The cult, at the center of a controversial ruling this week that resulted in the forced hospitalization of a pregnant member, bases much of its religion on the writings of the Home in Zion Ministries in Florida and the Old Testament.

Suspected in the deaths of two young boys, members of the Attleboro-based group denounce modern society, instead putting their faith in God to heal, guide and provide for them.
(...)

The fringe Christian fundamentalist group is the subject of a grand jury probe into the deaths of 10-month-old Samuel Robidoux, who allegedly starved to death, and Jeremiah Corneau, who is believed to have died during birth.

Prosecutors say both deaths were preventable and are seeking charges ranging from improper disposal of a body to murder.
(...)

According to former member Dennis Mingo, the sect's beliefs are rooted in denouncing ''seven systems'' of mainstream society, including education, government, banking, religion, medicine, science and entertainment.

They were heavily influenced by the book, ''Born in Zion,'' by Carol Balizet, who heads a Florida ministry. Balizet, a former emergency room nurse, advocates natural home births, claiming only prayer is needed to bring life into the world.

''The book had a profound effect on the group,'' Mingo says. ''Every week, they made little changes and became more and more radical. They were basically pulling themselves out of society and I just couldn't live that way.''

While they run their own masonry business, they do so on a cash basis and keep their own records on a computer, which has been seized by prosecutors.

They home-school their children, have unassisted home births and use herbal remedies, not medicine. While many have vision problems, they refuse to wear glasses because they are not ''God's will,'' Mingo says.
(...)

And recently, they burned up all their old photo albums, saying photos are a symbol of vanity.

The women wear cotton dresses and the men sport long beards. Completely withdrawn from society, they don't watch TV or movies, celebrate holidays or birthdays, or wear wedding bands.
(...)

The family-oriented sect was formed by Jacques Robidoux' father, Roland, several years ago when he split from the World Church of Christ and started his own Bible study group.

The group feared the millennium and had ''visions'' that the world would erupt in violence and turmoil, but they would be saved.
(...)

''It's like they're on a different planet,'' he said. ''They're not a part of our world anymore. They've gone blank. They're not the people that I know them as.''
[...more...]   [Need the full story? Read this]
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25. Even shunned have rights
Boston Globe, Sep. 3, 2000 (Eileen McNamara - Opinion)
http://www.boston.com/Off-site Link
[Story no longer online? Read this]
[Attleboro Cult]
It is ironic that authorities should choose to confine Rebecca Corneau in a place born of compassion for this culture's pregnant outcasts.

It is hard to imagine that Neil J. Houston, the social reformer for whom the house for expectant inmates is named, would not be appalled that a woman neither accused nor convicted of a crime is being held there against her will and forced to submit to medical examinations against her religious beliefs.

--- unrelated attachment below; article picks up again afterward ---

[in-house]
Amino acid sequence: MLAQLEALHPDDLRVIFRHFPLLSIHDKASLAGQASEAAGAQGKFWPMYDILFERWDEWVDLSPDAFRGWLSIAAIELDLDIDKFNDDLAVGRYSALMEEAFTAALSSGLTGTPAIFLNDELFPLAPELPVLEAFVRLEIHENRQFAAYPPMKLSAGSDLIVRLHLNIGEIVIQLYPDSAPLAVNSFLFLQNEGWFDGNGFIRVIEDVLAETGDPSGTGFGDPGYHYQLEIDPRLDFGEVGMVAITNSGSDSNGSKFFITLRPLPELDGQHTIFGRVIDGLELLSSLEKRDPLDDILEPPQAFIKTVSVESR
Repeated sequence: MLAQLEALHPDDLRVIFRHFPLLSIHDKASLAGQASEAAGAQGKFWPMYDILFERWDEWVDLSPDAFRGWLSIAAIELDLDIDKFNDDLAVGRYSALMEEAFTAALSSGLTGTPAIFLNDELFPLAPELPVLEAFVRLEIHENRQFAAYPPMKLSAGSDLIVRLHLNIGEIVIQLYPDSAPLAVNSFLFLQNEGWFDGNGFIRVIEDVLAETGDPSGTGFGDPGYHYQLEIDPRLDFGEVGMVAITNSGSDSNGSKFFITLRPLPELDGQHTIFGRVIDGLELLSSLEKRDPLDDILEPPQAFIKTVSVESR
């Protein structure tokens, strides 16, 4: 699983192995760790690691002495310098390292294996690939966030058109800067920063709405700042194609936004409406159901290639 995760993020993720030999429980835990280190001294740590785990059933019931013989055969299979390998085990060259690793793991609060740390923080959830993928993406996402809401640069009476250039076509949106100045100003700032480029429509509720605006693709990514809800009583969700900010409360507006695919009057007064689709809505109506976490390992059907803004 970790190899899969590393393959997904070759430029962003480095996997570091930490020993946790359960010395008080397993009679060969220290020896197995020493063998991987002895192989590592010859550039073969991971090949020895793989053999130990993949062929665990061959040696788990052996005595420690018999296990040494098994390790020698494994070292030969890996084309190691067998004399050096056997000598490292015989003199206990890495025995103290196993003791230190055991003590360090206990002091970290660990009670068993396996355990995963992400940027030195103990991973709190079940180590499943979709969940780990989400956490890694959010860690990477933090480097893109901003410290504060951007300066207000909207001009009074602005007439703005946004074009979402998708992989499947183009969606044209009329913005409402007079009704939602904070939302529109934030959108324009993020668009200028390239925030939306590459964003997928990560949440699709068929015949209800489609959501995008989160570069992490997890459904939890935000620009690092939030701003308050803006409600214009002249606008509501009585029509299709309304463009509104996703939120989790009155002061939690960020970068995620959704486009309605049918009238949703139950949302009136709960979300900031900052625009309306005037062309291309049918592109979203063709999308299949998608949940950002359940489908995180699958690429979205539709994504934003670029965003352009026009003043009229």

(...)

Subscribing to beliefs that acknowledge no secular authority, the group has provoked the ire of Bristol District Attorney Paul F. Walsh by refusing to answer questions about the deaths last year of Corneau's infant son, Jeremiah, and his 10-month-old cousin, Samuel. The fathers of those children and six others in the sect are in jail for refusing to cooperate with a grand jury.

Walsh suspects that Jeremiah died soon after birth for lack of routine medical care and that Samuel might have suffered a slow and agonizing death from starvation. If he is right, then members of the sect could be charged with crimes ranging from illegal disposal of human remains to homicide.

The problem, of course, is that Walsh does not know if he is right. The sect is not talking and, without the bodies, there is no physical evidence. Which brings us to the current legal dilemma. Can the state incarcerate an unindicted woman on the basis of what authorities fear might happen to the fetus she is carrying?
(...)

Bethany Collins, the nurse appointed by the court to examine Corneau, found her ''very kind and gentle'' but firm in her refusal to submit to a medical exam. A Christian Scientist might be no less defiant, but would Attleboro Juvenile Court Judge Kenneth Nasif have been so quick to declare her an ''unfit mother'' and label her a member of a ''bizzare and dangerous cult?''
(...)

Walsh is being disingenuous when he claims that locking up Rebecca Corneau is not punitive. Of course it is. No doubt he has genuine concern for the safety of the baby Corneau will soon deliver. Who among us does not share it? But it is also true that the sect's refusal to cooperate has stymied his criminal investigation.
(...)

Americans love the US Constitution when we read in it protections of the rights we hold dear. We are more disdainful when those whose beliefs we revile claim the same protections.

In another Massachusetts courtroom last week, the American Civil Liberties Union said it will defend the North American Man-Boy Love Association against a $200 million lawsuit that claims the two pedophiles, who molested and murdered Jeffrey Curley, 10, from Cambridge three years ago, were inspired by NAMBLA's literature and Web site.

It is hard to imagine a less sympathetic group than NAMBLA. Committed to the repeal of laws that bar sexual contact between adults and children, it contends that boys as young as 8 are capable of informed consent. But if the First Amendment does not protect the worst among us, it protects none of us.